IE 11 is not supported. For an optimal experience visit our site on another browser.

Keeping an eye on the generic ballot

When we talk about generic-ballot polls, what should political observers keep an eye on? Let's recap.
/ Source: MSNBC TV

When we talk about generic-ballot polls, what should political observers keep an eye on? Let's recap.

A new national Fox News poll shows Democrats leading Republicans on the generic congressional ballot by eight points, 45% to 37%, which is a pretty sizable advantage, and which offers us a good excuse to talk about what makes the generic ballot interesting.
[[{"fid":"63021","view_mode":"full","type":"media","attributes":{"height":433,"width":600,"class":"embed-full media-element file-full"}}]]
The Huffington Post has a great Pollster feature that aggregates polling on this question, and shows Democrats with a seven-point lead. As the image hopefully makes clear, the Democratic advantage has grown steadily over the last two months, as congressional Republicans shut down the government and sparked another debt-ceiling crisis. (The blue line shows support for Democrats; the red line shows support for Republicans.)
But generic-ballot polls are not without flaw. Likely voters are asked for their general partisan preferences when voting for members of Congress without specific names of candidates. It's why it's called a "generic" ballot -- respondents are saying whether they're inclined to support a Democratic or Republican candidate without actually knowing anything about those candidates themselves.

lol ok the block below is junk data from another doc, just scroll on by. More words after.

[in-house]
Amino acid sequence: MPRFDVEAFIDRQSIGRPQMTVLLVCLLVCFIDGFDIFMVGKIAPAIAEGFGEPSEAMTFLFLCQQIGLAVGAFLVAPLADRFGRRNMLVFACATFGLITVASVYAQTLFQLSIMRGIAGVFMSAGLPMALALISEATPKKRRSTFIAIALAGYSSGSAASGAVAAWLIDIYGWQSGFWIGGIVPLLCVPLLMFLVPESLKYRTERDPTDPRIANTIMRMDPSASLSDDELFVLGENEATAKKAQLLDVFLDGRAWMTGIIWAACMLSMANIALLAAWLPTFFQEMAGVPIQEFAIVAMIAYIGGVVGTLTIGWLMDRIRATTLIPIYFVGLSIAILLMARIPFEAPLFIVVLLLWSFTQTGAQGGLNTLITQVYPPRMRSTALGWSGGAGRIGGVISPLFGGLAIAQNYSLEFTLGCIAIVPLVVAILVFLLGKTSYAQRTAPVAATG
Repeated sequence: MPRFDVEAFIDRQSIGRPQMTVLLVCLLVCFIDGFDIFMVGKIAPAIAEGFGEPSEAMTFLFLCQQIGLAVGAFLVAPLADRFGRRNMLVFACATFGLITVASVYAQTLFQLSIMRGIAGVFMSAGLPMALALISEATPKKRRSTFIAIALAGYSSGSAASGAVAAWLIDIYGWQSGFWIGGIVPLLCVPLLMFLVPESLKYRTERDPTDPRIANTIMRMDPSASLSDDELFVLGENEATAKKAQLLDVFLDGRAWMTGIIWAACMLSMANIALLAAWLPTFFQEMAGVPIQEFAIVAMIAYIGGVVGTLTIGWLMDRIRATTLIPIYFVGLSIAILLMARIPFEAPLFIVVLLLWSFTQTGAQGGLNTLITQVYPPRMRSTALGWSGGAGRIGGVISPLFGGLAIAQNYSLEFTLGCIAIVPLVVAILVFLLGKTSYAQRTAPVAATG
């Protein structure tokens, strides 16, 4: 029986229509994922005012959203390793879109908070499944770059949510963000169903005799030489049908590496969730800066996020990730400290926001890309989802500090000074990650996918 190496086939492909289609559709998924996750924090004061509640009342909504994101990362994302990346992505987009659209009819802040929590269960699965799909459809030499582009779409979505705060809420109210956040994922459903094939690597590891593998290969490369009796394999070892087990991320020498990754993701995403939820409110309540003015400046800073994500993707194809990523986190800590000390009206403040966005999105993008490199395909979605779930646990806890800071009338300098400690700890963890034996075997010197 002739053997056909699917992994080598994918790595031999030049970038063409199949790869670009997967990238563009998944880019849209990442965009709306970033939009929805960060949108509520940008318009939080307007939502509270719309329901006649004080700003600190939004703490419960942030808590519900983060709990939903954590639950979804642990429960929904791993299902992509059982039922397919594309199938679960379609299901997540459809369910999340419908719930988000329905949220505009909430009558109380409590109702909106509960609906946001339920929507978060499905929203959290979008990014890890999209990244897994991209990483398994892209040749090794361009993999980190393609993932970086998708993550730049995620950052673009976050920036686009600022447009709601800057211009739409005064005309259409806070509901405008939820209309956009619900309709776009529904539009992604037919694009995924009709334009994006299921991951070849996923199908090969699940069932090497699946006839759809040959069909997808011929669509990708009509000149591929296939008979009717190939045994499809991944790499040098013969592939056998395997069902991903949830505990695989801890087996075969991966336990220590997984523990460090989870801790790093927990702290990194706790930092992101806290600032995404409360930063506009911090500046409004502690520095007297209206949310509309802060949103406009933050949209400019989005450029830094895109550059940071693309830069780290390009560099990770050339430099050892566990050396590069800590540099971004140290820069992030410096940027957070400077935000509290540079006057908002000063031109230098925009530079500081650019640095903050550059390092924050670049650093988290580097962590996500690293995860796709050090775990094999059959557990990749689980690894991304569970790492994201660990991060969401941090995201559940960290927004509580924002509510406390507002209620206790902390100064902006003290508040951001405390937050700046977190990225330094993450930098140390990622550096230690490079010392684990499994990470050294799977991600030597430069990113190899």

Perhaps more important is the size of the advantage. If Democrats lead Republicans on the generic ballot by a couple of points, that's nice for Dems, but it's almost certainly insufficient -- it's not a level playing field, and the Democratic advantage would have to be much greater to overcome impediments like gerrymandering.
How much greater? Well, that's tricky, and even professional number-crunchers disagree. Political scientist Nicholas Goedert made the case this week that if Democrats go into the 2014 midterms with a lead on the generic ballot of 5 or more percentage points, they stand a pretty good chance of winning back the House. Nate Cohn, however, recently argued the Dems' advantage would have to be closer to 10 points.
I can't speak with authority as to who's model is better, but this at least offers us some guidance when these polls are released.
House Speaker John Boehner (R-Ohio) told reporters this week, in reference to the midterms, "I think we're going to be fine."
Given the recent evidence, I wouldn't be so sure.